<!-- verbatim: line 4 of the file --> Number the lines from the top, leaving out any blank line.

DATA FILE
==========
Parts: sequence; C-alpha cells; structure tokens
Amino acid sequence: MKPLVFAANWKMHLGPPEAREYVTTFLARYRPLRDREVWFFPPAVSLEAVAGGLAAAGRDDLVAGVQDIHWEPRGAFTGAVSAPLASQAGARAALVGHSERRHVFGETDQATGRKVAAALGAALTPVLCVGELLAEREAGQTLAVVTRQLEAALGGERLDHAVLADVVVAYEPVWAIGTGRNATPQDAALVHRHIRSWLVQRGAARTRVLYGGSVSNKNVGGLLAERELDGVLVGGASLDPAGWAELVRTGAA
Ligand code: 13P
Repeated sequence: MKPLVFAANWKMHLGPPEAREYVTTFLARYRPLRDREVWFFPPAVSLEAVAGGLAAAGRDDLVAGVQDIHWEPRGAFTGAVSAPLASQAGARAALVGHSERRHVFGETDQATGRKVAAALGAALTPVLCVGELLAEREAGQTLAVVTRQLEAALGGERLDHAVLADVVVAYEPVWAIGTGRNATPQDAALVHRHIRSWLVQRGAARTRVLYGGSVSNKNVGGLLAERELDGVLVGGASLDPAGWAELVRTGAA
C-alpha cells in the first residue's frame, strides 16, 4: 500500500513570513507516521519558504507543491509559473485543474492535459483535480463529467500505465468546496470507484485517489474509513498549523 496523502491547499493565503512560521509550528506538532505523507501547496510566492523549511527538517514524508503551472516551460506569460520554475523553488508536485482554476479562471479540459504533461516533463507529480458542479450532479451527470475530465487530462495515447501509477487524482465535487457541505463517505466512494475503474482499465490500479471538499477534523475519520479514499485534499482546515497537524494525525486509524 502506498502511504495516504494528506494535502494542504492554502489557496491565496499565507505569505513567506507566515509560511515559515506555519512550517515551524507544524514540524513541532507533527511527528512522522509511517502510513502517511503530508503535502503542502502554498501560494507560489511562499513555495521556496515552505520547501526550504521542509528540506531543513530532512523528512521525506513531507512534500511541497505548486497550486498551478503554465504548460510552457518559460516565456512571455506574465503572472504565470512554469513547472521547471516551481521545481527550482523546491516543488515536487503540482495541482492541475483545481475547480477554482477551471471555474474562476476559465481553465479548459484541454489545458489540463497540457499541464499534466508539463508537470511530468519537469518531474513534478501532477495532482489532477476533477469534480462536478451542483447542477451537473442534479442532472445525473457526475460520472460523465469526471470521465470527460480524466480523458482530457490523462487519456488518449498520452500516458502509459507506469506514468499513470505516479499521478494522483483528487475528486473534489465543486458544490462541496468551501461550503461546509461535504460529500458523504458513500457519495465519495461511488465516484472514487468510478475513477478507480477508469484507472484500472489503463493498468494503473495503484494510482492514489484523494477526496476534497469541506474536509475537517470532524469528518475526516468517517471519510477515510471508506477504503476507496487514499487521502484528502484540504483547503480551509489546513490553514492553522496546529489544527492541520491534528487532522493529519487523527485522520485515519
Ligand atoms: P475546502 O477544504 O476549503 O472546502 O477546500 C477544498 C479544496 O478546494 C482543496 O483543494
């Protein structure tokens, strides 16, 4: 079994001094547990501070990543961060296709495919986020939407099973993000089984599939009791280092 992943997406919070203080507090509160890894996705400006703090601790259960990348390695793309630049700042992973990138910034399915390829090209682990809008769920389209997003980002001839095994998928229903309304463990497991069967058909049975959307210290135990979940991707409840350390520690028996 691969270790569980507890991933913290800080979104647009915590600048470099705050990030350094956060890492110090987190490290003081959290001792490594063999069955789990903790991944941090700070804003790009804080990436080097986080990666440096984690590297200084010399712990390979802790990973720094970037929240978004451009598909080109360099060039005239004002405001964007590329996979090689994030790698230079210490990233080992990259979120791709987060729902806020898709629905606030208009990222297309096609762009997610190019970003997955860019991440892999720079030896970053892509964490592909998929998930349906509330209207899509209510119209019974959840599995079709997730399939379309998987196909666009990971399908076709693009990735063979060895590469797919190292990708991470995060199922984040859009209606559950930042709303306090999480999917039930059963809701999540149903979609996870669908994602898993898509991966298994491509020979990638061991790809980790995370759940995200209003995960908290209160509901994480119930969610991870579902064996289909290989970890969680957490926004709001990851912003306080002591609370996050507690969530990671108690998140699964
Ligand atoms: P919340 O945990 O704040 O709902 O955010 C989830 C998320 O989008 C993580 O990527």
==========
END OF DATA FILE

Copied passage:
Repeated sequence: MKPLVFAANWKMHLGPPEAREYVTTFLARYRPLRDREVWFFPPAVSLEAVAGGLAAAGRDDLVAGVQDIHWEPRGAFTGAVSAPLASQAGARAALVGHSERRHVFGETDQATGRKVAAALGAALTPVLCVGELLAEREAGQTLAVVTRQLEAALGGERLDHAVLADVVVAYEPVWAIGTGRNATPQDAALVHRHIRSWLVQRGAARTRVLYGGSVSNKNVGGLLAERELDGVLVGGASLDPAGWAELVRTGAA